Thursday, May 29, 2008

Finding Wisdom in Blogsphere

Tonight I found an article written by Jeannie Fulbright titled Should I Take This Path. The article contains two sections, both of which spoke to me and reminded me of a longing that I often find in my heart.

In A Journey Worth Taking she speaks about how homeschooling allows us to spend significant amounts of time with our children. Because of the sheer contact hours we have with our children, we have a better understanding of them, what makes them tick, what they are thinking, what teachings they need. If our children were away from us for six hours a day at school, this understanding would be much harder to come by, perhaps even impossible. (I'm not saying that parents who chose public or private school don't understand their children, but I do believe that the depth of understanding I'm speaking of would be very difficult to come by without spending, literally, sixteen plus hours a day, every day, with them. It also gives us the necessary time to instill our beliefs and values in our children in such a way that the world's influences won't sway our children so easily. This is the reason many Christians chose to homeschool. It is just too easy for the values taught in school (either through the curricula, the teacher, or the peers) six hours a day to over-ride the parent's values taught a couple hours a day.

Another thing she mentions in this section is how things were in the pre-industrial world. How I long to return to the days where extending families lived together and communities worked side by side for the benefit of everyone in the community. I'm not talking about socialism here but rather grandfathers teaching their sons and grandsons the find art of being a good man and grandmothers passing down her knowledge and wisdom to her daughters and granddaughters. It takes time, a lot of time, to teach the fine art of caring for children, cooking, cleaning the home, being a good wife, being a godly woman, good social skills and manners, and other womanly arts to their daughters. If only my mother and grandmother had taught me these things, my life today would be so much different, better, less stressful, less frustrating, less broken. Life would be so much easier if family still existed in a healthy form and children learned from their elders. Instead, two things in modern life hurt us. One is that we send our children away to learn academics and values from someone else. The other is that dysfunctional families are the norm, rather than the exception, these days. Many of us are left to learn important lessons in life on our own after we reach adulthood. By homeschooling, it is my hope that I can teach my children the lessons that I am still learning so that they have less to learn (the hard way) when they reach adulthood.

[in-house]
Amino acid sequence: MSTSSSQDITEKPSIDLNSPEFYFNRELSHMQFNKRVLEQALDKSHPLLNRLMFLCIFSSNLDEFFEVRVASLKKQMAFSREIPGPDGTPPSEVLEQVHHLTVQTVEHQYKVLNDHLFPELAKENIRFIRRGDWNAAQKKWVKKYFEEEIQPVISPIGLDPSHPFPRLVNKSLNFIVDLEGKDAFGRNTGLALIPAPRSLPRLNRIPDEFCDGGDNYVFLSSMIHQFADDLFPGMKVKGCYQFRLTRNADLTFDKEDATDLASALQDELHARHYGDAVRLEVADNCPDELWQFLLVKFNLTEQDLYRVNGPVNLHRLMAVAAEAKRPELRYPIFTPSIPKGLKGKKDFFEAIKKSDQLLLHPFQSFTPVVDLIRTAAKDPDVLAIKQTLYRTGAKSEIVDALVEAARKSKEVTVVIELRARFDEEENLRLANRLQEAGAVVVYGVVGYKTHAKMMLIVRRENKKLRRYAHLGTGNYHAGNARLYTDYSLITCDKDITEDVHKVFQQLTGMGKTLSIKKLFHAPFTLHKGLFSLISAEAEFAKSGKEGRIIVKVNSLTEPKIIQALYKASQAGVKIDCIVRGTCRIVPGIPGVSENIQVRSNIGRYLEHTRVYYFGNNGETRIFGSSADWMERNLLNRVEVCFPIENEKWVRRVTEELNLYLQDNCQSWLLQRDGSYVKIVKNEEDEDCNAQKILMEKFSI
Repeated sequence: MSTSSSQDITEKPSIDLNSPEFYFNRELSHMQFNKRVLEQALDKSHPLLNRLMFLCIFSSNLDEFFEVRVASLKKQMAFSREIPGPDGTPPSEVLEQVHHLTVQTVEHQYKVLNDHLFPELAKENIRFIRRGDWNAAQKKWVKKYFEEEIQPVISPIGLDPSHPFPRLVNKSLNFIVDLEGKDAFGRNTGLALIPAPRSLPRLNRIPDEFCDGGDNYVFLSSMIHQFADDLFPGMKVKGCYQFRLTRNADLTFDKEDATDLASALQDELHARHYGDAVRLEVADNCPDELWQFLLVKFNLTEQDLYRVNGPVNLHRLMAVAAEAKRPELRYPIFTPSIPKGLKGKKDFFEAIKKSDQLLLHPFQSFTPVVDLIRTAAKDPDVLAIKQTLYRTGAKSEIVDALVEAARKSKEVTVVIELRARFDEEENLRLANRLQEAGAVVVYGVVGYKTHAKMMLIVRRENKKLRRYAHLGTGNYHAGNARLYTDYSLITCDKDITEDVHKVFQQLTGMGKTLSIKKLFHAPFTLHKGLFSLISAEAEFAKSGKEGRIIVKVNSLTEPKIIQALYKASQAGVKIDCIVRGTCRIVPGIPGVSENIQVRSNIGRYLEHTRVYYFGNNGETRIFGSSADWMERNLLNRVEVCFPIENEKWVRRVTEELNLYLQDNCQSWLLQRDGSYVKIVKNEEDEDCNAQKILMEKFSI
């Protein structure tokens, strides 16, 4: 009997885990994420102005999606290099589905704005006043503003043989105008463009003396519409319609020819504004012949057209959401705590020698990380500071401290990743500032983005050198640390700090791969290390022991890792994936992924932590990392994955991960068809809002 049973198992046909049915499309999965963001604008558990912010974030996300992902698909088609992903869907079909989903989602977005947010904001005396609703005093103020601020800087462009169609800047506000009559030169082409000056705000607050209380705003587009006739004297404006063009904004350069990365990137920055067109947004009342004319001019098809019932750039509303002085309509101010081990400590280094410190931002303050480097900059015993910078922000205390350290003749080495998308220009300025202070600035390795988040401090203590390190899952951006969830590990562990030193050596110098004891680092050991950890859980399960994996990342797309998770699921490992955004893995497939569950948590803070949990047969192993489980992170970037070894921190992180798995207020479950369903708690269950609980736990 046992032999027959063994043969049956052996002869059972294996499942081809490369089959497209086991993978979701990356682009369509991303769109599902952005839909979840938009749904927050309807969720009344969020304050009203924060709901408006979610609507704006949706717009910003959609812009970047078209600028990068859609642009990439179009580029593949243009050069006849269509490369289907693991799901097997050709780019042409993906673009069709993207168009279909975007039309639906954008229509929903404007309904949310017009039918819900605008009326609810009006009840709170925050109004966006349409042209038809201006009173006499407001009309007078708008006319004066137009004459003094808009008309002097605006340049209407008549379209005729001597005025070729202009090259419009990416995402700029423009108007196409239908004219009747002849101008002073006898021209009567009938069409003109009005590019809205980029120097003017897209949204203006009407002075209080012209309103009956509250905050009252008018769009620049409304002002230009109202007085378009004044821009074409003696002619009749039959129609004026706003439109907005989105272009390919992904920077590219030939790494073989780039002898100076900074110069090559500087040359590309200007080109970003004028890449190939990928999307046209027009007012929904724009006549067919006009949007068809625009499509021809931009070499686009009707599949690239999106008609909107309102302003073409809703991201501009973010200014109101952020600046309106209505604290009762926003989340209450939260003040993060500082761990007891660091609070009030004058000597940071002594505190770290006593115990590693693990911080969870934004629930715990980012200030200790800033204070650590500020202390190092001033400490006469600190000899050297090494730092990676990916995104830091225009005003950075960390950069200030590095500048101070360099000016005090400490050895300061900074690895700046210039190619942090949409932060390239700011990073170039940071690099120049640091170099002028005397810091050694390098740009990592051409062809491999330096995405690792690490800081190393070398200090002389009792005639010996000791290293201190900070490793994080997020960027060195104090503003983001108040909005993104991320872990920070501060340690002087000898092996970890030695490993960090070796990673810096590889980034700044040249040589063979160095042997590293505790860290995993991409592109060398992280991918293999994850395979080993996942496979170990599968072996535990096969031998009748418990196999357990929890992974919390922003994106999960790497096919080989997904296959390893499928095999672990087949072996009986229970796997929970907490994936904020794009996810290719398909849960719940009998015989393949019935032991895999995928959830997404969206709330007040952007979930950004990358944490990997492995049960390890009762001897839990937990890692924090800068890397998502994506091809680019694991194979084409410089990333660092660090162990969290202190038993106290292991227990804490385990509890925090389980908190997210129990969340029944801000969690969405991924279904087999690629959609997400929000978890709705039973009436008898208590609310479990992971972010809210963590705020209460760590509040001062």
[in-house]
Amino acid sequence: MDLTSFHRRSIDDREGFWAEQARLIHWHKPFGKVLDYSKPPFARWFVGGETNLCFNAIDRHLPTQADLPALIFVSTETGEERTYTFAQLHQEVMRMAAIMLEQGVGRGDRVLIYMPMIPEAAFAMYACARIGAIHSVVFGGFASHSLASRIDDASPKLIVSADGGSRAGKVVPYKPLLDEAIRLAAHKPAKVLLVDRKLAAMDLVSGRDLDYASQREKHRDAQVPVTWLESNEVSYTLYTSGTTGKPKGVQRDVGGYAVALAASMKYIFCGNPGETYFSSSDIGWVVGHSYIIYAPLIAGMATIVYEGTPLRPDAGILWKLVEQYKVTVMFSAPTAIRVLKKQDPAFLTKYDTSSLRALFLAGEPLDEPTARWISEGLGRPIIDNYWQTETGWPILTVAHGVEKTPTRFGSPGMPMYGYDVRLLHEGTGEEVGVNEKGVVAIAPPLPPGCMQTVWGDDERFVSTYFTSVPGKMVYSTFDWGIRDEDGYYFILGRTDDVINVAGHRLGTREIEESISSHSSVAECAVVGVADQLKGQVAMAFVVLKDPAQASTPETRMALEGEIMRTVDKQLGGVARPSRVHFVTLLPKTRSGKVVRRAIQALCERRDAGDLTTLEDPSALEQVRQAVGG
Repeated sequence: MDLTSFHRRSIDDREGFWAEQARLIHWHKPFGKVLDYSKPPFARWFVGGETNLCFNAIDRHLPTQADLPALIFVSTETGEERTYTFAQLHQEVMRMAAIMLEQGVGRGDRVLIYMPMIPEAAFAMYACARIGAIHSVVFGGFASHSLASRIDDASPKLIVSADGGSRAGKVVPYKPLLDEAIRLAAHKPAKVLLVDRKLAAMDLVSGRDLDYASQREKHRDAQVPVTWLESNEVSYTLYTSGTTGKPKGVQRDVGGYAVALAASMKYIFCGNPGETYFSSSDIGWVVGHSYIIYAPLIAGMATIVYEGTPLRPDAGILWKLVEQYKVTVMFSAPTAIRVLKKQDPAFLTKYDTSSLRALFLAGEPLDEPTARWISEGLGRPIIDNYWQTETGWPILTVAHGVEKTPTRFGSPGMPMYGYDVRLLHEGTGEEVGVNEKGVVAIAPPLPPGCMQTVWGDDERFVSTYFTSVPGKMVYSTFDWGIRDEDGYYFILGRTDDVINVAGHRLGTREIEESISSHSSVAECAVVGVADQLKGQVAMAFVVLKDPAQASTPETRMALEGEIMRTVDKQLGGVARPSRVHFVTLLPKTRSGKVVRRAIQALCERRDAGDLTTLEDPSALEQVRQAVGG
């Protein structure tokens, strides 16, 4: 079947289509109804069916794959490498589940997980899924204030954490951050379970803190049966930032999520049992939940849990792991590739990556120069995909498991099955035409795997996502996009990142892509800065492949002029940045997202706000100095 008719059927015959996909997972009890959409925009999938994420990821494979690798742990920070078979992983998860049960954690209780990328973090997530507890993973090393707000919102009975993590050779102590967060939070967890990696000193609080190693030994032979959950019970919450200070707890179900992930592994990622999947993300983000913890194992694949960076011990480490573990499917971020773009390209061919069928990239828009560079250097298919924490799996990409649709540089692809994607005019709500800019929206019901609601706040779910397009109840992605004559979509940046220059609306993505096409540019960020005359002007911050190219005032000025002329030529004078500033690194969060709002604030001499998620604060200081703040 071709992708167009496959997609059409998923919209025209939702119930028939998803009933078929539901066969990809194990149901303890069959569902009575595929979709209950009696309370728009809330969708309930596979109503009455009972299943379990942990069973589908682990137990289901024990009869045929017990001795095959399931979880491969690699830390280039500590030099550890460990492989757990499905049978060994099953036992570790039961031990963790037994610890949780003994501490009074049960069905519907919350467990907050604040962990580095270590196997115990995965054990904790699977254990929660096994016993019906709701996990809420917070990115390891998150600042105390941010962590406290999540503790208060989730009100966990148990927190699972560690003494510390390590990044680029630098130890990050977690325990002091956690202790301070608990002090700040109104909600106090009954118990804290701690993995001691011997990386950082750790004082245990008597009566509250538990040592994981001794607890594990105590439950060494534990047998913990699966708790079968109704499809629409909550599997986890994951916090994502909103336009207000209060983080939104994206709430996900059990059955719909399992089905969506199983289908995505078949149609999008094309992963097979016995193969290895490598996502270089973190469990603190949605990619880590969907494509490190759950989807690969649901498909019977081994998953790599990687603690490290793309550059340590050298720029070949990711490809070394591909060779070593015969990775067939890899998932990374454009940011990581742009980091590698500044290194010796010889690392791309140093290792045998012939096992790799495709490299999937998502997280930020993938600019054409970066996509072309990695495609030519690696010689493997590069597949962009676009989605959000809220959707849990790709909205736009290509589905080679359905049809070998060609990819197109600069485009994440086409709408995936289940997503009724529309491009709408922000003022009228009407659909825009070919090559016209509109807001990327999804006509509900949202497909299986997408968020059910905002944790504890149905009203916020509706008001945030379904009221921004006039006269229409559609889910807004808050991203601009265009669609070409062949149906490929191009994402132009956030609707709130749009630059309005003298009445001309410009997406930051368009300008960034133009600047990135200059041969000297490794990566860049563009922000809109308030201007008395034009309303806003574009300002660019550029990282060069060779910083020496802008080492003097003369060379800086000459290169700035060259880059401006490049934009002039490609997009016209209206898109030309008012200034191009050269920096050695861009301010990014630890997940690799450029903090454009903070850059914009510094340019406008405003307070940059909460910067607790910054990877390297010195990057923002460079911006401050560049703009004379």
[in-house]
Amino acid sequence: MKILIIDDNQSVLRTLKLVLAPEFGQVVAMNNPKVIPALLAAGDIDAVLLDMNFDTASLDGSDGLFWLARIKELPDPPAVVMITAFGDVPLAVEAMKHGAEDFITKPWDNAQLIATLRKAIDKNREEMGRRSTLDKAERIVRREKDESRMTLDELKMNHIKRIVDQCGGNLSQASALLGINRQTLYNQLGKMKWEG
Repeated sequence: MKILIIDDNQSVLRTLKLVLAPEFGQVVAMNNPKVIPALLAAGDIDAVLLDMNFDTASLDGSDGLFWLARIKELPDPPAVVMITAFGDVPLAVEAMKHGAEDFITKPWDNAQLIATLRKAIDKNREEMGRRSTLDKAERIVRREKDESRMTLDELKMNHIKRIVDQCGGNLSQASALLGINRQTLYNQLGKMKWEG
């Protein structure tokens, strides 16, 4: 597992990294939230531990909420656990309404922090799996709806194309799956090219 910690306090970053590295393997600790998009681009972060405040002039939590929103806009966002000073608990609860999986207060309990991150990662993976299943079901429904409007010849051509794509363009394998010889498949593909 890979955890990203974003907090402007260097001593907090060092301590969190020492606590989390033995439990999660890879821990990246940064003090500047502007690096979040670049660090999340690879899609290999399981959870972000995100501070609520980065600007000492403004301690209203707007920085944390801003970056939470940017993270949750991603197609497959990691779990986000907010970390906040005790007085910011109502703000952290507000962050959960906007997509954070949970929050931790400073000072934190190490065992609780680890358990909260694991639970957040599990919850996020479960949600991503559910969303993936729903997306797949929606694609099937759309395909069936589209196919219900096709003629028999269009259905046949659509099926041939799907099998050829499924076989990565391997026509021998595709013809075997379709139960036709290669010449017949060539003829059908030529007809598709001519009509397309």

The other section of her article, Doing Enough, reminded me not to make the mistake that I've been heading towards for next year. Finding out that my daughter is "gifted" sent me on a course of attempting to fill her time with more and harder academics. I felt that if it only took two hours a day to cover all of our topics, then I must not be doing enough even though two standardized tests prove that she is learning way more than enough. I needed to make the work harder so it would take her a "normal" amount of time to do it and give her more subjects to cover since she was capable. However, I forgot that by doing that, I would probably squash all joy of learning and prevent her from developing her God-given talents. So, I think I'll back off a little. Yes, I'll probably make her work a little harder next year. Yes, I'll probably add a formal subject or two. But no, I won't try to fill six hours a day with bookwork. Rather, I'll leave some time open to allow God to work with her to develop the gifts He has given her.

So, thank you Jeannie, for reminding me why I'm homeschooling and sharing your wisdom with me so that I don't make that big mistake next year.

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Anonymous said...

That was really nice JoAnn : )

Deb said...

As I too look towards next year and begin to make plans, thank you for reminding me that filling his day w/ bookwork is not my goal, nor does it help him find his own path in life - it just teaches him how to be busy.

Hope your trip is so wonderful!